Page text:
He planned to attend Iowa State University after the war in 1945, but instead taught himself to play bass and joined a big band. When the band did not work out, Conrad enrolled at the University of Iowa in 1946, where he studied art, he first got the idea to become a cartoonist while hanging out at a local bar in Iowa City. At the bar, his friend Charlie Carroll the editor for the school's newspaper, the Daily Iowan, told Conrad that they needed a cartoonist, he invited Conrad to give it a try. One of his first cartoons for the Daily Iowan depicted Herbert Hoover, the 31st President of the United States. Conrad was soon creating six cartoons a week. Impressed with Conrad's cartoons, his professors sent the Denver Post copies of his work. After graduating from the University of Iowa with a degree in art in 1950, Conrad joined the Denver Post, where he drew cartoons for the next 14 years. Early in his career, Conrad sought out the retired Ding Darling in Florida for advice, showed him copies of his work from the Daily Iowan.
Unimpressed, Ding told Conrad to "get into another line of work". This discouragement from his childhood role model pushed Conrad to work harder at the Post. At the newspaper he received support and encouragement from his editor, Palmer Hoyt, although he ran into trouble when he attracted attention for creating critical, unflattering cartoons of Dwight D. Eisenhower, the 34th President of the United States. In 1960, Time magazine recognized Conrad's talent, saying that he was "probably the nation's hottest new cartooning property". Conrad received the Pulitzer Prize for editorial cartooning in 1964, his cartoons for the Post were distributed through the Register and Tribune Syndicate in 81 newspapers. In December 1963, lead cartoonist Bruce Russell of the Los Angeles Times died of a heart attack. Russell had worked for the conservative paper since 1927. Publisher Otis Chandler, in an attempt to replace Russell and to improve the reputation of the Times, recruited Paul Conrad with the help of editor Nick Boddie Williams.
Conrad took the offer of an initial three-year contract and was replaced at the Post in August 1964 by Australian cartoonist Pat Oliphant from the Adelaide Advertiser. Conrad lectured at the Denver Art Museum in 1964 under a sponsorship from the Cooke-Daniels Lecture Fund. Conrad moved his family to southern California, for three decades, from 1964 to 1993, he worked as the chief editorial cartoonist for the Los Angeles Times, his cartoons were now syndicated to hundreds of newspapers worldwide. In April 1967, Conrad drew the cover for Time magazine in an issue about the potential candidates for the 1968 United States presidential election; the cover art depicts the upcoming election as a horse race with the candidates as jockey's weighing-in. Caricatures of Lyndon B. Johnson, Bobby Kennedy, Hubert Humphrey, Richard Nixon, Ronald Reagan, George Romney, Nelson Rockefeller, Charles Percy grace the cover. During the Watergate scandal, Conrad drew numerous cartoons about Richard Nixon's downfall. One cartoon showed Nixon, during his last days as president.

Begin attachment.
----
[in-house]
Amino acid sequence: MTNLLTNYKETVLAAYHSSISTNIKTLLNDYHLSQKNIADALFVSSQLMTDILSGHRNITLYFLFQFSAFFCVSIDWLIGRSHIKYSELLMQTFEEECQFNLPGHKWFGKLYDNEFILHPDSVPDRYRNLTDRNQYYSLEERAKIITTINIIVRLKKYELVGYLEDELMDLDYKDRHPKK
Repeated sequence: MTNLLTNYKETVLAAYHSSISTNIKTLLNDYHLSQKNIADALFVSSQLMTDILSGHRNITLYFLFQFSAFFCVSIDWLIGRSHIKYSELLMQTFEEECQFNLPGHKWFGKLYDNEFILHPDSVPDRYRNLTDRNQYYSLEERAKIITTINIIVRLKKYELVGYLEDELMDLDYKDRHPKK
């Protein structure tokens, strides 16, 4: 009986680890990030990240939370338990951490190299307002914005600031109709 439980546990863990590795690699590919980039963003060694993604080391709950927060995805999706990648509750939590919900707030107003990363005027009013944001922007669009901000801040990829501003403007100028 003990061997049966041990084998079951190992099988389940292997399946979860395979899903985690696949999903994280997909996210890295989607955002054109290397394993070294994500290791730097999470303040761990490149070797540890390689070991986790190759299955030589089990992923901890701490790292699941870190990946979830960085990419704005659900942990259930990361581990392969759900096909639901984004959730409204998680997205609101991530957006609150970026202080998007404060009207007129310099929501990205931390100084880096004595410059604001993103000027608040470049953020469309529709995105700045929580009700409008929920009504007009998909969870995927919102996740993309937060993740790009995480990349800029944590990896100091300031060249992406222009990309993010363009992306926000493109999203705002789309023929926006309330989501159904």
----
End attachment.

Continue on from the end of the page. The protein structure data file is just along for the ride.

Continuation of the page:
Conrad described the cartoon as one of his all-time favorites. In 1973, the Associated Press contacted Conrad to inform him that he had been added to Nixon's Enemies List. Unperturbed, Conrad considered his place on this list as a badge of honor, but members of the list were exposed to greater scrutiny by the government and subject to investigation, his tax returns were subsequently audited by the IRS several times. Conrad a
Jeffrey Kenneth "Jeff" MacNelly was an American editorial cartoonist and the creator of the comic strip Shoe. After Shoe had been established in papers, MacNelly created the single-panel strip Pluggers. MacNelly grew up on Long Island. MacNelly's mother was a retired journalist, his father, C. L. MacNelly, ran an advertising firm, was the publisher of the Saturday Evening Post from 1964 to 1968. MacNelly was educated in his teens at Phillips Academy in Massachusetts, where he was a class clown and decided to be an illustrator, he went to the University of North Carolina at Chapel Hill. He joined the literary society St. Anthony Hall and worked as a sports journalist and illustrator for The Daily Tar Heel, he considered himself to be a horrible sportswriter, but his illustrations for the paper were well beyond the ability of an average art student. His work for the college's newspaper led to work at the Chapel Hill Weekly. In 1969, MacNelly was commissioned to paint a representation of the Carolina Inn, which became an "iconic" image representing the Chapel Hill campus hotel and appeared on promotional brochures and menus issued by the inn in the ensuing decades.
The painting mysteriously disappeared in the 1980s and resurfaced in Massachusetts in 2008, when it was returned to the Carolina Inn and presented to the public for the first time at an official unveiling in January 2009, attended by MacNelly's son Danny. MacNelly dropped out just shy of getting his bachelor's degree and married his first wife, Rita MacNelly, in 1970, he married Scottie Perry in 1985, had a son Matt. MacNelly got a job at the Chapel Hill Weekly during his years at school in UNC, he worked there for the editor who became his mentor, Jim "Shu" Shumaker, a professor at UNC-Chapel Hill. Shumaker's impression on the cartoonist was so profound that MacNelly created the comic strip Shoe after "Shu," and the strip's lead character is based upon him. MacNelly considered his two years at the Chapel Hill newspaper to be what led to his "break". By 1970, MacNelly had become such an accomplished artist that he was hired by Ross Mackenzie at The Richmond News Leader in Richmond, Virginia to be their main illustrator and satirist.